But, says the defendant, the government nevertheless failed to prove that the unidentified 1948 deposits represented taxable income to him. He was not, he argues, given credit for whatever money he may have had in his pocket as of January 1, 1945; for sums representing proceeds of checks cashed and perhaps redeposited; for certain items representing allowable depreciation which he might have retained; for sums which his dependent son could have received and could have turned over to him; for moneys he could have had on hand at the end of 1947, and not deposited until 1948; and for large non-taxable business drawings in 1946, which he could have retained and which he assumes were incontrovertibly established by the work sheets of his accountant. Defendant relies, in part, on United States v. Caserta, 3 Cir., 1952, 199 F.2d 905 and United States v. Fenwick, 7 Cir., 1949, 177 F.2d 488, cases which were decided prior to the comprehensive analysis of the net worth method in Holland v. United States, supra, and which, moreover, presented a type of circumstantial proof different in quality from the evidence of this case. While defendant professedly recognizes the rule that the government must prove its case beyond a reasonable doubt, in reality the standard he insists upon is that the government's evidence should negative all possible non-taxable sources of the alleged unreported income. This, of course, is not required. Holland v. United States, supra, 348 U.S. at pages 137-138, 75 S. Ct. at page 136; Campodonico v. United States, supra; Gariepy v. United States, 6 Cir., 1951, 189 F.2d 459, 463.
Nor is this court persuaded that the verdict should be set aside because of the alleged failure of the government to investigate relevant leads to the non-taxable sources of defendant's 1948 funds. Compare Holland v. United States, supra, 348 U.S. at pages 135-136, 75 S. Ct. at page 135. The defendant points to affidavits submitted by David Frank, co-tenant of defendant's safe deposit box, and Jerry Hirsch, a bookkeeper employed by the defendant, in which both persons indicate they had personal knowledge that defendant kept large sums of cash in his safe deposit box during the period in question. The government took a skeptical view of these affidavits and not much was done with respect to them. It is clear from the decision in the Holland case that an area of discretion remains to the government in determining both when such leads are 'relevant' and when they are 'reasonably susceptible of being checked.' Here, in view of the detailed investigation made by the government, this court can not say that the evidence was insufficient to go to the jury or that the government's failure to exhaust relevant leads was required to be determined as a matter of law.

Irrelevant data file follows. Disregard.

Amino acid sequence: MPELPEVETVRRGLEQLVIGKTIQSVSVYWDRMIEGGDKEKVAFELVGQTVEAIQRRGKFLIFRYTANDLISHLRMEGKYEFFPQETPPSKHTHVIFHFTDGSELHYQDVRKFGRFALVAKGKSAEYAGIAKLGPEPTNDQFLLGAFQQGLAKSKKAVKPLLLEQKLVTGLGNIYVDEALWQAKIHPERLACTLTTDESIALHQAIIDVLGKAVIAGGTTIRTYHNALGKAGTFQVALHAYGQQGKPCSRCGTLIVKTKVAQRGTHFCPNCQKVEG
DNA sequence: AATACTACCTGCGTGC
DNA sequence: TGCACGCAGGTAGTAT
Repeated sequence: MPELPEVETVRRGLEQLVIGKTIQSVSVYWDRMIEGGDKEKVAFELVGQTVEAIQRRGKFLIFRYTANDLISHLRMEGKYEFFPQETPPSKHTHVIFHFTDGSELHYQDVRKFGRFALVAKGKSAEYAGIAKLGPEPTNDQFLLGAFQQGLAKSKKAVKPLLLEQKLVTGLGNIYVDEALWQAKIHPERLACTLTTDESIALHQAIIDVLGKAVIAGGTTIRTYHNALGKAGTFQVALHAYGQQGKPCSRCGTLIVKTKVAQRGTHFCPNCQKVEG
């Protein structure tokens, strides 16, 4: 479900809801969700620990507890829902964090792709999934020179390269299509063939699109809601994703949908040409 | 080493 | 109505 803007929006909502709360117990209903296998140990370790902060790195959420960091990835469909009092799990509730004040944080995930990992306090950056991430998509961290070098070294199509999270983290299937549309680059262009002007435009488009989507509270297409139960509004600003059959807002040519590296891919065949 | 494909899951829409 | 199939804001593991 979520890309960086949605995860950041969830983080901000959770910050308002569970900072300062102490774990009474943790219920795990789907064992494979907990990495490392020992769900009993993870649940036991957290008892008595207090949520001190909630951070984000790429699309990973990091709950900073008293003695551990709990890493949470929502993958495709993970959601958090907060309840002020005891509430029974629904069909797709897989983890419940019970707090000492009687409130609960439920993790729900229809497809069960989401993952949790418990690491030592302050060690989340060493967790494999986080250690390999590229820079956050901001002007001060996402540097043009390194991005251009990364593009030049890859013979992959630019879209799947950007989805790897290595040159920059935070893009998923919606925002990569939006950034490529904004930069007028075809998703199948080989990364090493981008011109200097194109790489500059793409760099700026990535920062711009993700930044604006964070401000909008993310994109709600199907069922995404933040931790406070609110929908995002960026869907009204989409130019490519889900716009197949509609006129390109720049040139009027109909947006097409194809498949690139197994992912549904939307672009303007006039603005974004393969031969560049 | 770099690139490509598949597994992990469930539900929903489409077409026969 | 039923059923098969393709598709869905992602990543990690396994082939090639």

It is next contended that the court erred in permitting the government's expert witness to testify to a hypothetical question over the defendant's objection on the ground that the hypothetical question did not embrace all of the relevant facts upon which the question should be posed. Of course, this is an area in which the trial judge has some discretion so long as the jury is left free to exercise its own judgment on the worth and weight of testimony. United States v. Johnson, 1942, 319 U.S. 503, 519, 63 S. Ct. 1233, 87 L. Ed. 1546; Myres v. United States, supra, 174 F.2d at page 336. The jury was aware of the defendant's contentions with respect to allowances which should have been made in computing his tax. In view of the court's instructions, as to which no complaint is made, and the competent cross-examination by defendant's counsel, the jury could not have been misled into the idea that the government's calculation of the defendant's tax was conclusive.
A further point raised by the defendant is that the government was bound by the testimony of the defendant's accountant, who, when called as a witness for the prosecution, gave testimony supporting the defendant's net worth calculations. As a matter of policy, it is undesirable that the government should be foreclosed by the testimony of a witness who had been professionally employed by the defendant for many years, associated with the defendant from the outset of the government's investigation and visibly allied with him during the trial. Indeed, it seems that the formal rule by which a party is held bound by the testimony of any witness he calls has been repudiated. See Johnson v. Baltimore & Ohio Railroad Co., 3 Cir., 1953, 208 F.2d 633, certiorari denied Baltimore & Ohio Railroad Co. v. Johnson, 347 U.S. 943, 74 S. Ct. 639, 98 L. Ed. 1091. On the other hand, as this court has held in other cases, government prosecutors have an affirmative duty to disclose material evidence which may be favorable to defendants in criminal cases. Cf. United States ex rel. Thompson v. Dye, 3 Cir., 1955, 221 F.2d 763. See Holland v. United States, supra, 348 U.S. at page 136, 75 S. Ct. at page 135. No reason for departing from that wholesome principle appears.
The motion to suppress evidence was fully considered prior to the trial. In the opinion of the court, nothing adduced at the trial affected the admissibility of the evidence obtained by the government from the defendant.
An Order will be entered denying the motion for judgment of acquittal and the motion for a new trial.